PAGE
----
Like many who show up in Lubbock for the first time, Percy Hines thought he wouldn’t stay for long. He grew up in Orange in the far southeast corner of Texas, and after seeing his first West Texas duststorm, believed he’d make his way back closer to home after two or three years.
“I met a Lubbock girl,” Hines said, referring to his wife, the former Doris Williams. “She was a first-year teacher the same time I was. We met, dated, eventually got married and I’m still here.”
Hines came to Lubbock in 1963, married in 1964 and was that rare coach who spent his entire career in one city — he worked at Dunbar, Coronado, Alderson Junior High and Estacado. The Estacado years, 1976 through 1996, were his pinnacle. Hines led the Matadors to three state and nine regional championships in track and field and was a top assistant on Louis Kelley’s powerful football teams.
He was part of the second class recently inducted into the Lubbock ISD Athletic Hall of Honor.
“We had a great run with the group of kids we had,” Hines said, “and we were able to really excel in all sports — in football, basketball, track and field and baseball — during that period. Back in the ’80s, most of the kids played three sports during that time. It was just great coaching those guys.”
Upon Hines’ arrival in Lubbock, then-Dunbar principal E.C. Struggs picked him up at the train station and took him to meet Kelley. That turned out to be a life-shaping introduction. The two spent 29 years working together at Dunbar and Estacado. At Estacado, Kelley helped Hines’ track program by freeing football players to focus on track in the spring. In turn, Hines served as offensive coordinator on some of the Mats’ best football squads.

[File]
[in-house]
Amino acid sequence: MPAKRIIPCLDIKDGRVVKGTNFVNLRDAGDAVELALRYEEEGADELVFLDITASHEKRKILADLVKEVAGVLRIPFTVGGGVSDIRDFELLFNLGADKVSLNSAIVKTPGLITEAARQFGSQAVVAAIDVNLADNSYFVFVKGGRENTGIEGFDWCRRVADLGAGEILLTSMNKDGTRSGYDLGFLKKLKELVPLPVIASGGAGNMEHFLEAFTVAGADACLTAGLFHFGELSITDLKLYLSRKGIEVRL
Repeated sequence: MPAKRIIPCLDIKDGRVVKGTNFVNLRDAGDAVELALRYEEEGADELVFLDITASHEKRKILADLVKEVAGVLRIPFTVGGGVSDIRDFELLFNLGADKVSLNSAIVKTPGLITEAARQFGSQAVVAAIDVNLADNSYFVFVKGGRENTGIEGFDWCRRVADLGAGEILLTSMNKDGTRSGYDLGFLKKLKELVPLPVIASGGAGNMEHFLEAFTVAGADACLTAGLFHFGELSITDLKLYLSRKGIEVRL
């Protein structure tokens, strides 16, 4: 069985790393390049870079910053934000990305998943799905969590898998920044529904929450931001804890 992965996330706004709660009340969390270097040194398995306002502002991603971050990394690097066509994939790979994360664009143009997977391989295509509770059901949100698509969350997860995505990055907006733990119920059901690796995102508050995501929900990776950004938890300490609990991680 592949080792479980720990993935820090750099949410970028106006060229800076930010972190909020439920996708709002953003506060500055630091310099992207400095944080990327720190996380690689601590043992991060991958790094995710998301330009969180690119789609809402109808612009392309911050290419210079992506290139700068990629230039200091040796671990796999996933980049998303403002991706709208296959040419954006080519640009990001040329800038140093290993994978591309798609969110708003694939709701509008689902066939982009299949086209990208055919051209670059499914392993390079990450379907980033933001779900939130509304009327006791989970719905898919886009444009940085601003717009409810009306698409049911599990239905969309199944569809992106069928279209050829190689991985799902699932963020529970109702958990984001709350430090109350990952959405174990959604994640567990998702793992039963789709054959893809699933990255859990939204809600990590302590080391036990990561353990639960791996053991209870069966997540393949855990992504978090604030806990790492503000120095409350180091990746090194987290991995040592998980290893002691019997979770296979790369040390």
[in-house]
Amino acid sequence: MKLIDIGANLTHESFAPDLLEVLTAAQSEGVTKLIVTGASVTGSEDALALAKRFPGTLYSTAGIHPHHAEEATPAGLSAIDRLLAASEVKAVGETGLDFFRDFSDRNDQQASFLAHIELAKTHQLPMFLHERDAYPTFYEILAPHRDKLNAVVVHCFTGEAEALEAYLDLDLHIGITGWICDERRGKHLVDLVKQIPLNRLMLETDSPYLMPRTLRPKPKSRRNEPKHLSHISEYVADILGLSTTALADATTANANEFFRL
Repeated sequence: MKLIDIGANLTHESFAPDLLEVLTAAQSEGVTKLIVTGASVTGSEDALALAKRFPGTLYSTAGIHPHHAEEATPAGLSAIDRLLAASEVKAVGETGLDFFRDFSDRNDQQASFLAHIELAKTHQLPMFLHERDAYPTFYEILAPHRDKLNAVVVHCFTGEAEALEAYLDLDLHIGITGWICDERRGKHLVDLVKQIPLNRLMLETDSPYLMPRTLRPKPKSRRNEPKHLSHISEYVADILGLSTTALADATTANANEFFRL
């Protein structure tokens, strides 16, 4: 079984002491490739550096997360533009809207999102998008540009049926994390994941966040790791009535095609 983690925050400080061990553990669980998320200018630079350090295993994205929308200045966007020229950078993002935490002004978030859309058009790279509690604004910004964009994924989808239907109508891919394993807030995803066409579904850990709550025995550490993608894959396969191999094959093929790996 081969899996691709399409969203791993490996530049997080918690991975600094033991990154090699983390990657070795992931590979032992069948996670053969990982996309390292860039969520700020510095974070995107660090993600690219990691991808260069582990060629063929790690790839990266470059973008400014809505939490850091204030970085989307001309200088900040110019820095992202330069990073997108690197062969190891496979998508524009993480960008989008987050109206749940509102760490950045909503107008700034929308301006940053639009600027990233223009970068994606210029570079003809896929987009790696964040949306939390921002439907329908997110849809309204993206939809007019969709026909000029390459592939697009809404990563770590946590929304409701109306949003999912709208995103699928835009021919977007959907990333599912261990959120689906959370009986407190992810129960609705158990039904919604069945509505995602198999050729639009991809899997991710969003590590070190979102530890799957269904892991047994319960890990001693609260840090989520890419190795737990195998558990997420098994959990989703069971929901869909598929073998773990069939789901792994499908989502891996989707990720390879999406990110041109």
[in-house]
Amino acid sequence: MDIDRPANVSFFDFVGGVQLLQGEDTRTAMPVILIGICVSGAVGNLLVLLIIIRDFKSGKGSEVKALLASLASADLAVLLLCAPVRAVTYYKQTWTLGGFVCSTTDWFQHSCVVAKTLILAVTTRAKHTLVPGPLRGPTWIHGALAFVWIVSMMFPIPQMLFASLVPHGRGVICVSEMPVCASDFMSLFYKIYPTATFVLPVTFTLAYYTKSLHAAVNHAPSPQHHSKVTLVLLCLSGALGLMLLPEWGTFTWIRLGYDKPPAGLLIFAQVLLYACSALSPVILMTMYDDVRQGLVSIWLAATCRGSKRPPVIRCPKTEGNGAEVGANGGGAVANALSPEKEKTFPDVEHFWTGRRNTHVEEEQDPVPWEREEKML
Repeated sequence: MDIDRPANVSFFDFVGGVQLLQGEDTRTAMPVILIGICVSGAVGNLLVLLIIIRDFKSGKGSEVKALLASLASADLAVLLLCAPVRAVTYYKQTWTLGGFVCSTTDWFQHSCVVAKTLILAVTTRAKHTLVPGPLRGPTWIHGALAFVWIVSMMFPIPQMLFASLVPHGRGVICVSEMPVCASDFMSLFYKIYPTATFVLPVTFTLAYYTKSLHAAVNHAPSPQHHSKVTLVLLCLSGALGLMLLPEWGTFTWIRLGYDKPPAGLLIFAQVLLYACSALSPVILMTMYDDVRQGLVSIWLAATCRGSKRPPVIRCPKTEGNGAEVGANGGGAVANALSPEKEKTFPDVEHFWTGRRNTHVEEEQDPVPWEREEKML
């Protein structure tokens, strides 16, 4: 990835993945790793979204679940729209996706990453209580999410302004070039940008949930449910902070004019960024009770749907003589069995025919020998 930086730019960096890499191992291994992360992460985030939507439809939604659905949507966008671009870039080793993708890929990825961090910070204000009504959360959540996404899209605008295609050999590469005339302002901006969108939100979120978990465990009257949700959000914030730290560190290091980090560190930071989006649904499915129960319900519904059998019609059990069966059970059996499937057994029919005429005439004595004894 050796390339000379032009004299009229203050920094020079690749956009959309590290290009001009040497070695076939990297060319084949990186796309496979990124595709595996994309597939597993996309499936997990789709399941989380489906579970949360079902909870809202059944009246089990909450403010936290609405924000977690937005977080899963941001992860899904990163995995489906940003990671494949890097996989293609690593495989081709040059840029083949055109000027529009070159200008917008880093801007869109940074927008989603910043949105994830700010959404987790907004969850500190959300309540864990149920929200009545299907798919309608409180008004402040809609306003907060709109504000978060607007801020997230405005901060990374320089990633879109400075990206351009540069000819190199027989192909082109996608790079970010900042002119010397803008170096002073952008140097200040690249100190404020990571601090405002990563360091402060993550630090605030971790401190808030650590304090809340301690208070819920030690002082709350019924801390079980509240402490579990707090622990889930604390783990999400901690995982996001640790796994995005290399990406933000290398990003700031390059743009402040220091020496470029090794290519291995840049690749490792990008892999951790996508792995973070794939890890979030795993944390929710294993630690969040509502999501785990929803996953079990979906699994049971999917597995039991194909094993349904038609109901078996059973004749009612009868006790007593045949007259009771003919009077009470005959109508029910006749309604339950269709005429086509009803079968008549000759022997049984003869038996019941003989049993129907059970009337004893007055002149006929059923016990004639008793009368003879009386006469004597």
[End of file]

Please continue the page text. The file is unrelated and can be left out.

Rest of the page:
“I always felt real comfortable with coach Kelley, and we were real comfortable with each other,” said Hines, who calls Kelley his best friend. “Many times, we were almost thinking the same on certain plays, calling plays. It was just a great experience working with him.”
Hines’ track teams won 13 district championships, plus state titles in 1982, 1983 and 1986.
“We felt like we probably should have won some more,” he said, “but we had a little tough luck, dropping batons and things of that nature.”
Hines still goes to the state track meet every year ... except he had to miss this year’s because it fell on the same weekend as his May 12 Hall of Honor induction. The new LISD class comprised four players, two coaches and three teams.
The athletes were Coronado football player Jerry Austin (1966-68), Lubbock High football player Charles Brewer (1949-51), Monterey football player Curtis Jordan (1970-72) and Monterey baseball player Donnie Moore (1970-72). The other coach enshrined was the late Ernest Mallory, who from 1950 to 1962 at Dunbar guided the Panthers to four Prairie View Interscholastic League state basketball titles.
The teams inducted were Lubbock High’s football state champions of 1951 and 1952 and Dunbar’s basketball state champions of 1953.
Retired LISD coach and administrator Curtis Gipson played on Mallory’s 1953 team and coached the Panthers to another state title in 1965.
“It brought back many good memories, no doubt about it,” Gipson said of the inductions. “It brought back lots of emotion and many very happy people because of the recognition.”
The LISD Athletic Hall of Honor enshrined its first group last year. Next year will be the 60th anniversary of Dunbar’s ’53 state title, so Gipson said the recognition came just in time. One of the ’53 Panthers, former University of Texas football assistant Prenis Williams, passed away in April. Besides himself, Gipson said, only two members survive — Samuel Metters in Virginia and Richard Mason in Kansas.
“I thought it was great, and I thought it was good timing,” Gipson said. “In other words, where we had some (team members) left to get the recognition and their families would know about it.”
Gipson said four players off the 1953 team went to college on football scholarships, most notably John Milus to Illinois, and two got basketball scholarships. All-state honoree O.D. Gary later made the Harlem Globetrotters.
Even after that collection of talent moved on, Mallory coached Dunbar to state championships in 1957, 1960 and 1961. Mallory died in 2005.